He spent his first year losing the center, which elected him, and his second losing his base, which is supposed to provide his troops. There isn't much left to lose! Which may explain Tuesday's press conference.
President Obama was supposed to be announcing an important compromise, as he put it, on tax policy. Normally a president, having agreed with the opposition on something big, would go through certain expected motions. He would laud the specific virtues of the plan, show graciousness toward the negotiators on the other side—graciousness implies that you won—and refer respectfully to potential critics as people who'll surely come around once they are fully exposed to the deep merits of the plan.
Instead Mr. Obama said, essentially, that he hates the deal he just agreed to, hates the people he made the deal with, and hates even more the people who'll criticize it. His statement was startling in the breadth of its animosity. Republicans are "hostage takers" who worship a "holy grail" of "tax cuts for the wealthy." "That seems to be their central economic doctrine."
As for the left, they ignore his accomplishments and are always looking for "weakness and compromise." They are "sanctimonious," "purist," and just want to "feel good about" themselves. In a difficult world, they cling to their "ideal positions" and constant charges of "betrayals."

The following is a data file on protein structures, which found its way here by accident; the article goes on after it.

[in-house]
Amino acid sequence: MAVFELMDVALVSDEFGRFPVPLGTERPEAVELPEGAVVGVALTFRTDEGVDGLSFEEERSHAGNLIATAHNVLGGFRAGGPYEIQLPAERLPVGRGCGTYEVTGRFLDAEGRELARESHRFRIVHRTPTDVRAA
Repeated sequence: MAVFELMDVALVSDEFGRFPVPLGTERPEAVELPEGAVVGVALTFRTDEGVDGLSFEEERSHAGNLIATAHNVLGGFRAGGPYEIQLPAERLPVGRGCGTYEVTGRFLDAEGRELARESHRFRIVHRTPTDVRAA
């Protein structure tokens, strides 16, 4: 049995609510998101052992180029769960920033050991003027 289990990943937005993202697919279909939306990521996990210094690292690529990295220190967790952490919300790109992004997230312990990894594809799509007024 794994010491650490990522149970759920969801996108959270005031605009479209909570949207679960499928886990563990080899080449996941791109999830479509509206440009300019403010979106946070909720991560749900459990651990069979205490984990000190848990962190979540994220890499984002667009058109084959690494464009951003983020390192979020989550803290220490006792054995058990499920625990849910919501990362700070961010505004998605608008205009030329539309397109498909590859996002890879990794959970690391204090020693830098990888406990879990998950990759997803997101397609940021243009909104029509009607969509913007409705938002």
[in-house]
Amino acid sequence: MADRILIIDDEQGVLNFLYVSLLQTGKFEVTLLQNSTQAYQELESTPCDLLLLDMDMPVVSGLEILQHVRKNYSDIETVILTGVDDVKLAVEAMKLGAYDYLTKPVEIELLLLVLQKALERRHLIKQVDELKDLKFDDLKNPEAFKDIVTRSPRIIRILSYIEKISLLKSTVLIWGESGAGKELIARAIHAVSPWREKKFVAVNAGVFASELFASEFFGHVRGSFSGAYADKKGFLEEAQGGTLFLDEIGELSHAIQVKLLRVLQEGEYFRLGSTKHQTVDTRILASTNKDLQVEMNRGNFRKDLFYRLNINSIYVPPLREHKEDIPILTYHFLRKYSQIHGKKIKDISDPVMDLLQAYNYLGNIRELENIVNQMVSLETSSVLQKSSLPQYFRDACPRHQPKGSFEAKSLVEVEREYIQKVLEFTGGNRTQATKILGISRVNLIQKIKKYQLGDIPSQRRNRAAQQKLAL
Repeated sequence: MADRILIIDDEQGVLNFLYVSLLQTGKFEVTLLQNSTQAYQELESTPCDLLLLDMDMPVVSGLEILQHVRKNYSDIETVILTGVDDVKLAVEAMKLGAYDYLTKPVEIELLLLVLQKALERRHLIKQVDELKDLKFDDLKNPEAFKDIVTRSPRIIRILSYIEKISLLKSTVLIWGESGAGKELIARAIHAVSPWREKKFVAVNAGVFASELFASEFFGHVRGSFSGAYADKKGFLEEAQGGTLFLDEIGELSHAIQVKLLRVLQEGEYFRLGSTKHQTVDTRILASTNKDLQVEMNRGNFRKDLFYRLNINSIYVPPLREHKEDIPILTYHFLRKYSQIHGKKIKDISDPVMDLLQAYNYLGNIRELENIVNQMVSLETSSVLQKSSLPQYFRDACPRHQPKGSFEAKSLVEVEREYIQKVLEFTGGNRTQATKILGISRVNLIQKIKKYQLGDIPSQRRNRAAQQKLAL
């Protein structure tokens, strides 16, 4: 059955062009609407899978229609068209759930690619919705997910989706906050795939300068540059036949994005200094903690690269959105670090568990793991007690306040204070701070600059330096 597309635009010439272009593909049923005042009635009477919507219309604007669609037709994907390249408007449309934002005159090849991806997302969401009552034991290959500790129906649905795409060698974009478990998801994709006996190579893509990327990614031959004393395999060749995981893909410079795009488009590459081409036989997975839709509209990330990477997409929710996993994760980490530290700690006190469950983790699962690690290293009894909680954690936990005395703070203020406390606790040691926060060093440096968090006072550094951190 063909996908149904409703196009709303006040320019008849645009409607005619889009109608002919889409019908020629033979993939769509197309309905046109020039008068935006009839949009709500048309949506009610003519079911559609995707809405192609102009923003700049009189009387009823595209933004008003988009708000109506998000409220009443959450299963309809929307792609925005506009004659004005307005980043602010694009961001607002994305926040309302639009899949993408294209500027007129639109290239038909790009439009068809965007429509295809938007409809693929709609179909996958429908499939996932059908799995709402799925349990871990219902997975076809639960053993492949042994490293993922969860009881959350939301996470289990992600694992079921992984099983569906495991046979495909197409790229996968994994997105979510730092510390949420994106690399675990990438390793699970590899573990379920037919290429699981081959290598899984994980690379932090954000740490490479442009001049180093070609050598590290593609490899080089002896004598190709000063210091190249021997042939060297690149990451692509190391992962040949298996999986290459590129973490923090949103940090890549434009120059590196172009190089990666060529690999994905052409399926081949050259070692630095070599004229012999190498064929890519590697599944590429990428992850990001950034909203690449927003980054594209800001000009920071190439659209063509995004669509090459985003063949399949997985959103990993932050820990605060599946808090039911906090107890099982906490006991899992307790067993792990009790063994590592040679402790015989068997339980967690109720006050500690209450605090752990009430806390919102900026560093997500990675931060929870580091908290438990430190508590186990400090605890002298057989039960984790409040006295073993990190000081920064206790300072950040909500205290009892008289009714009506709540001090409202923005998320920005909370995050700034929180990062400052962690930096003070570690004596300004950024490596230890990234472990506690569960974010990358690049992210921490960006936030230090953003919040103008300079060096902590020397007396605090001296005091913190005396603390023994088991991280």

Those not of the left might view all this as straight talk, and much needed. But if you were of the left it would only deepen your anger and sharpen your response. Which it did. "Gettysburg," "sellout," "disaster."
The president must have thought that distancing himself from left and right would make him more attractive to the center. But you get credit for going to the center only if you say the centrist position you've just embraced is right. If you suggest, as the president did, that the seemingly moderate plan you agreed to is awful and you'll try to rescind it in two years, you won't leave the center thinking, "He's our guy!" You'll leave them thinking, "Note to self: Remove Obama in two years."
In politics, the angry person is generally understood to be the loser, which is why politicians on TV always try not to seem angry. And politics is always, at the end of the day, a game of addition, not subtraction.
Mr. Obama's problem is not only with the left of his party. Democratic professionals, people who do the work of politics day by day, don't see him as a bad man or a sellout, but they scratch their heads over him and privately grouse. They don't understand a Democratic president who, in the midst of a great recession, in our modern welfare state, doesn't know how to win support! The other night Pennsylvania's Democratic governor, Ed Rendell, was on "Hardball" sounding reasonable on the subject of Mr. Obama, but I thought his eyes, his visage, his professionally pleasant face were screaming: Those crazy birthers are wrong, he's not from another country—he's from another galaxy! He doesn't do politics like any normal person!
Friday, December 10, 2010
And The Horse You All Rode In On
Noonan on Obama: